The first paragraph I understand and agree with, it is nice (in a dark way) to know the guy down the street who flaunts his Mercedes Benz can feel just as down as you do when the Visa bill come at the end of the month.

However the second paragraph about it being easier for first generation wealthy people to feel good about their wealth, take it with a grain of salt. While it is very true there are people guilty for coming about large amounts of cash they didn't ear take this with a grain of salt. Watch any of the reality shows like that awful The Hills and you will see the next generation of wealthies aren't that guilty about the money they're inheriting. Spoiled rich kids are not a fairytale creation.

Ms Lami says people who have problems spending their money or feeling comfortable with their new status, can get help. There are courses on offer in Switzerland, she says, much like the old-fashioned finishing schools but with a modern helicopters-and- champagne bent.

Wow. All I can say is wow. Hod do I get me some therapy?

Children of the rich, according to US business magazine Forbes, will have to struggle with $136 trillion put aside for inheritance worldwide over the next 30 years. Ms Lami says she has counseled several guilt-ridden children.

Is it just me or is this statement a bit general? I'm sure there will be children with guilt, I got a job because I felt it was time for me to start paying for things I wanted as well as some independence. If that's how I feel, what would be going through the mind of a young person with a couple million dollars dropped in their lap? Yet like I said above with a reality TV show as a reference, a lot of people are happy to see free cash and live a life of affluence in a care-free manner.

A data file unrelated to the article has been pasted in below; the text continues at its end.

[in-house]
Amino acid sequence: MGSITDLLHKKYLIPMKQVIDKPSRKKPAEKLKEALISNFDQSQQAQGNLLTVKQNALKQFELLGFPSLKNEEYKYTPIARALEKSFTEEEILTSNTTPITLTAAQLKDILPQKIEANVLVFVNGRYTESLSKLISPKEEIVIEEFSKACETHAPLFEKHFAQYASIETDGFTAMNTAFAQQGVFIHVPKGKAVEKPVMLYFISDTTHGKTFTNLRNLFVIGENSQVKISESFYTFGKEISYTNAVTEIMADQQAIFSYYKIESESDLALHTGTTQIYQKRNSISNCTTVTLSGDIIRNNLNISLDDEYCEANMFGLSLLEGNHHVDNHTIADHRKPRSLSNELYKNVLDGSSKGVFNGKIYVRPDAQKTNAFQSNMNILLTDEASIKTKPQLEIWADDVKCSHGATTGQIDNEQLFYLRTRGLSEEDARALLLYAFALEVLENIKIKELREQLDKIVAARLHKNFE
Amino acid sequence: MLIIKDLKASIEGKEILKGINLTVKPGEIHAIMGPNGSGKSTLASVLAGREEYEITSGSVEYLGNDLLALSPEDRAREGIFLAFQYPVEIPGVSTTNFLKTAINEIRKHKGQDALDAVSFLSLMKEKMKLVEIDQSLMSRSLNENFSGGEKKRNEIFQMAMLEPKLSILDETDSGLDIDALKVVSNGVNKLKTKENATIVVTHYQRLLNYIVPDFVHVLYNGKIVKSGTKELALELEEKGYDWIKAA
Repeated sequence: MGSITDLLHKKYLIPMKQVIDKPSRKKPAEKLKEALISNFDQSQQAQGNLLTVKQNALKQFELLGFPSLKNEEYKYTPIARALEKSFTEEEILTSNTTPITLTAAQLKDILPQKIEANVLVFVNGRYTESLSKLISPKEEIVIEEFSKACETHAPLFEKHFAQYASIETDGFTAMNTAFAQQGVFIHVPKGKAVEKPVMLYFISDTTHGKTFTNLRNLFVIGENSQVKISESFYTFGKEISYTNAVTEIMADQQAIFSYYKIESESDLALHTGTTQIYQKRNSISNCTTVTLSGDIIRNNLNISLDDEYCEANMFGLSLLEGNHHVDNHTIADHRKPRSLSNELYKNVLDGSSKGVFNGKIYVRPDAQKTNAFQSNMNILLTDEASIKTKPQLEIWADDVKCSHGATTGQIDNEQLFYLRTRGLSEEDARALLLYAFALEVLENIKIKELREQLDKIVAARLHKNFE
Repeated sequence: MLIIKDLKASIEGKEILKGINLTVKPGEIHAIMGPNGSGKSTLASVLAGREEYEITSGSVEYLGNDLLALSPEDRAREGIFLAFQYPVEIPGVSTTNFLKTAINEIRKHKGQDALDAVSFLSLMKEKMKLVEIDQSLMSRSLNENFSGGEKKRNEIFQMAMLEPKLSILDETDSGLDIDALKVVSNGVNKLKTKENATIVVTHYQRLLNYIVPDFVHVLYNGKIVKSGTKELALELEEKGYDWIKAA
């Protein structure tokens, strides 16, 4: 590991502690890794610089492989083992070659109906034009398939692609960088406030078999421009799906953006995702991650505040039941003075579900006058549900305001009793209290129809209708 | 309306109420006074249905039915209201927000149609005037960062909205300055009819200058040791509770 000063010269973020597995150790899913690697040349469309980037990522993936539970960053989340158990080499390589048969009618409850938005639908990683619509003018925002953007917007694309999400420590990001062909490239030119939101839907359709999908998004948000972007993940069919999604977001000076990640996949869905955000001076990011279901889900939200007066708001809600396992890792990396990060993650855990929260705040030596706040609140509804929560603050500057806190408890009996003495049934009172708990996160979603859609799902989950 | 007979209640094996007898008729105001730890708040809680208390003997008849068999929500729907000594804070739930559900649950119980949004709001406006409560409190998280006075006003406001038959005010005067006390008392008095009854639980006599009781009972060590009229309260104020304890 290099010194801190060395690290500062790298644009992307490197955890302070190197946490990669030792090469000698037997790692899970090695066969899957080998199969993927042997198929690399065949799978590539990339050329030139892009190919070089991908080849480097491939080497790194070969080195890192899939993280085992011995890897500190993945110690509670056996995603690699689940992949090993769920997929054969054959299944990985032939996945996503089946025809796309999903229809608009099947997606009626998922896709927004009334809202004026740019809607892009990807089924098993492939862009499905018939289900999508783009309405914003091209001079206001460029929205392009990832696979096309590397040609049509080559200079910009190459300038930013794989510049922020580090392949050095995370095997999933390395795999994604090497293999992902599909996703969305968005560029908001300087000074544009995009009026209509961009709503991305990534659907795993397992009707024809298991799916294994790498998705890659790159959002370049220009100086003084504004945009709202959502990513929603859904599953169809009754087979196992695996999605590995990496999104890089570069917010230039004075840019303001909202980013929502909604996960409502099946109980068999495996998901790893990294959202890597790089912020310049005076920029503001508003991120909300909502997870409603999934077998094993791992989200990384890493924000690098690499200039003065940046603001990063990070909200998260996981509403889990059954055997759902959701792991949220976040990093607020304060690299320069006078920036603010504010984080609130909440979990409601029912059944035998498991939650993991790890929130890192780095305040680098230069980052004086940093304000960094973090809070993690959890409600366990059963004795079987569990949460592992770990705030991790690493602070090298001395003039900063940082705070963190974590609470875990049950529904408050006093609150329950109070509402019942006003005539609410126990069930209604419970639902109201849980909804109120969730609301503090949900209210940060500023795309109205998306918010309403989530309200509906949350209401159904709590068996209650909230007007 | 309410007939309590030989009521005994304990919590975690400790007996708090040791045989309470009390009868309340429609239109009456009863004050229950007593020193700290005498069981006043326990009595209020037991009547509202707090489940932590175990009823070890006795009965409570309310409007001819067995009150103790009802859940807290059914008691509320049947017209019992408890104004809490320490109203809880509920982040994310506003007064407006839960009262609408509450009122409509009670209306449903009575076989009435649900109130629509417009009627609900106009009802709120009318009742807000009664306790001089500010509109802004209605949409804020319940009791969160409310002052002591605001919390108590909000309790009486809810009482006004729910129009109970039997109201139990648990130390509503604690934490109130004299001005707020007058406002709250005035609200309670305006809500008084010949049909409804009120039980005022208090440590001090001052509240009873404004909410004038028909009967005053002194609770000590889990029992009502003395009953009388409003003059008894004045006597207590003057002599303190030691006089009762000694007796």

The first generation suffer other ailments."Managers who start their own business often catch a dose of workaholism. People who are self-made are very hard to work with. They think they are right, because they have created a company and made lots of money. "But often being obsessed with creating the business and working long hours, has killed the love in the people around them - their children, their spouse and the people they work with. Only a few have managed to build up their companies without doing this."

This make complete sense to me. Self-made people having a God complex or an obsession with work received these states of mind from all the hard work and effort they put into getting where they are now. You don't need to be rich either to be a workaholic. here I can see the need for some one on one therapy or counseling.

She (Lami) adds: "There is plenty of research to show that those who enjoy life but destroy the lives of the people around them are not really enjoying themselves. It's true they can go to their graves like that - happy but unaware - but if they have a crisis of some kind, then they look for support and it is not there."

Totaly true, just take a look at the history of any tyrant, (such as a few Roman Emperors) and you'll have proof behind the destroying others for pleasure idea.

"The Joneses they (the wealthy) are trying to keep up with are far more demanding than tie Joneses most of us have to keep up with" he says. To emphasize the point, a survey by Forbes - itself owned by a billionaire - revealed that 37% of the 400 richest Americans are unhappy. And that was self-confessedly unhappy. A little time with a shrink, and the suspicion must be that a far larger slice of the rich list would break down and confess that an excess of money makes them unhappy.

Three words: large charity donations.